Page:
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Fury & Flames is about the time I fell out of interest in Erik Rutan's workings, because it's nothing more than a retread of the grounds he had covered with the first three albums, each of which offered a functional but diminishing foray into the growing constraints of his imagination. Most of the features here are identifiable trademarks of that post-Morbid Angel. It's fast and brutal as fuck, a clamor that unfortunately, like so many of the band's peers, is often to the album's detriment. The band does toil with some versatility, as upon I, Monarch, but outside of the zippy leads and the cool outro ("Coronach"), there's painfully little that clings to the ear. A race to the end zone that is simply not engaging enough not to change the channel.
Derek Roddy was replaced by a youngster with just as much energy (Jade Simonetto), and in fact the drums are quite loud in the mix, lancing a hyperactive and resonant thunder below the stream of Rutan's powerhouse, unmemorable guitars. No worries there, but despite the excess of energy, it's not a saving grace. Randy Piro had parted with the band, and Jared Anderson sadly passed away in 2006, so Rutan brought in Alex Webster of Cannibal Corpse to handle the bass. His lines are certainly impressive from a technical standpoint, as they tend to be, and I often found the guitars so dull that I would turn to Webster to perk my interest, but its like trying to douse a bland meal of cold spaghetti with sauce well past its expiration date. The lyrics cook up that same pseudo occultism prevalent in the death metal genre, usually from the first person perspective and relevant to whatever faux rites of individualism the band is attempting to convey.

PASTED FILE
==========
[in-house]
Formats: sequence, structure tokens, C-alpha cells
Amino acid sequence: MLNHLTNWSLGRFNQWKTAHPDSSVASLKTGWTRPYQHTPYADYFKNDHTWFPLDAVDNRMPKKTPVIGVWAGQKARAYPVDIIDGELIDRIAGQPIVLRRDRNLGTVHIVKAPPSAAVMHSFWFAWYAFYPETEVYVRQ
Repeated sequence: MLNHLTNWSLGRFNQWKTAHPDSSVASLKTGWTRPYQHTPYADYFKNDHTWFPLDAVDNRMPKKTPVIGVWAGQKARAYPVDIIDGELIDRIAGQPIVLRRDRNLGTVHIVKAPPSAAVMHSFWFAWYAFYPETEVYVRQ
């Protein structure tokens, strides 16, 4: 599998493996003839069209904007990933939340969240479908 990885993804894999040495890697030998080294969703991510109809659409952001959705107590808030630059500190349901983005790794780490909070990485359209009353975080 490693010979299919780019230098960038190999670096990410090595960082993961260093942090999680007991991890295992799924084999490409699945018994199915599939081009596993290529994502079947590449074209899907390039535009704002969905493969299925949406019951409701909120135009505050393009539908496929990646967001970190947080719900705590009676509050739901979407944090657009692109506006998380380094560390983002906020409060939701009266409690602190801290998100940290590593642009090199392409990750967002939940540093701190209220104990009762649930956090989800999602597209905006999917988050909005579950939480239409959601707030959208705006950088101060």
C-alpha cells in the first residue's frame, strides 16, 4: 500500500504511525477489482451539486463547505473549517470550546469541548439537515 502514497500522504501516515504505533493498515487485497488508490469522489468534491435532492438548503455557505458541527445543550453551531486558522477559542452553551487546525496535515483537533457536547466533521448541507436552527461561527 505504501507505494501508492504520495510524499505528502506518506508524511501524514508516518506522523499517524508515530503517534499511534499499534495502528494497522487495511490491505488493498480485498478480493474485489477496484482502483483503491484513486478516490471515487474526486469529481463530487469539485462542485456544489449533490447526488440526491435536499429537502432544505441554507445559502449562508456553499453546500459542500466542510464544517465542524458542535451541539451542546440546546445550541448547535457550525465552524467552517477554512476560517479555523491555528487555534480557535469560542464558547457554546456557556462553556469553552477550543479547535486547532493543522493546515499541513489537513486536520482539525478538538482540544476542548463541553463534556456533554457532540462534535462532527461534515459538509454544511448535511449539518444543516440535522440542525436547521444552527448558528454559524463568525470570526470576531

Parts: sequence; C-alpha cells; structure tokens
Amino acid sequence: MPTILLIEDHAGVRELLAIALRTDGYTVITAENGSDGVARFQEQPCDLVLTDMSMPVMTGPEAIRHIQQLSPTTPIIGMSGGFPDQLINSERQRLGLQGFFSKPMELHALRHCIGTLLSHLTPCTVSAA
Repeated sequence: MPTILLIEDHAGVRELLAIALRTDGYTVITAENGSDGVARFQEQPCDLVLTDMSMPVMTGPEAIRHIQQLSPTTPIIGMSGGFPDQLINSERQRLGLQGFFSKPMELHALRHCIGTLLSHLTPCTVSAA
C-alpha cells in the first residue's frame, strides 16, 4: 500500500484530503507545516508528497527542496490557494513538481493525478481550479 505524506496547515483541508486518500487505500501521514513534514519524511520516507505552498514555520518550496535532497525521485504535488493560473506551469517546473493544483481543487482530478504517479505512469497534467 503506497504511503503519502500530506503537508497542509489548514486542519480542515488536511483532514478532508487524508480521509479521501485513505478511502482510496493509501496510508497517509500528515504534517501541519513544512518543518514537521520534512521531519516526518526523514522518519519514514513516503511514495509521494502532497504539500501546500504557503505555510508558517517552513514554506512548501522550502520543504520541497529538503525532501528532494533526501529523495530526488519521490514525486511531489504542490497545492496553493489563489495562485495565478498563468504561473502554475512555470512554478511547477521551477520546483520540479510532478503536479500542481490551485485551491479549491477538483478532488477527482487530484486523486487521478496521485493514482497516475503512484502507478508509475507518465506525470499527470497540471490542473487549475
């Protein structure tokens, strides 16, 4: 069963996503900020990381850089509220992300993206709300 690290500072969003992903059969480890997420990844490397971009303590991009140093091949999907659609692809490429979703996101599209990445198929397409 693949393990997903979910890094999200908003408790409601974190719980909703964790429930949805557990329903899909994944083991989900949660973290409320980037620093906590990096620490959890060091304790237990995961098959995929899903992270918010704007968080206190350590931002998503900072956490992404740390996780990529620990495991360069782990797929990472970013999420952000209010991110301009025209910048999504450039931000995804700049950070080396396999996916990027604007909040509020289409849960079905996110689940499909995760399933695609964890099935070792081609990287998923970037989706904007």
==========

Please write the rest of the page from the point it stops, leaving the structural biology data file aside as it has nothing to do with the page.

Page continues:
As for individual tracks, it's a bit difficult to distinguish much from the teeming, roiling mass of belligerence that populates much of the 40 minute playtime. The first 4-5 tracks tunnel past the listener at an insane pace, but outside of a few of the frenzied thrashing patterns in the midst of "When Gods May Destroy", there's nothing worth revisiting. "Proclamation of the Damned" and "The Funerary March" have some tense, tactile rhythms tucked into their battering, but they never travel anywhere interesting, and the entire album is laden in what must be the most monotonous vocal performance Rutan has yet committed to disc. It's the same shtick he'd been bellowing out since Conquering the Throne, only as time progresses, the percussive meter of the grunting has grown sour and old. The ability of the Hate Eternal musicians is never in question, because the three of them could rival anyone else in the field, but they seem to be writing the death metal equivalent of a train wreck: once it goes off the tracks, crushes a few passengers and gets cleaned up, its likely to be permanently retired.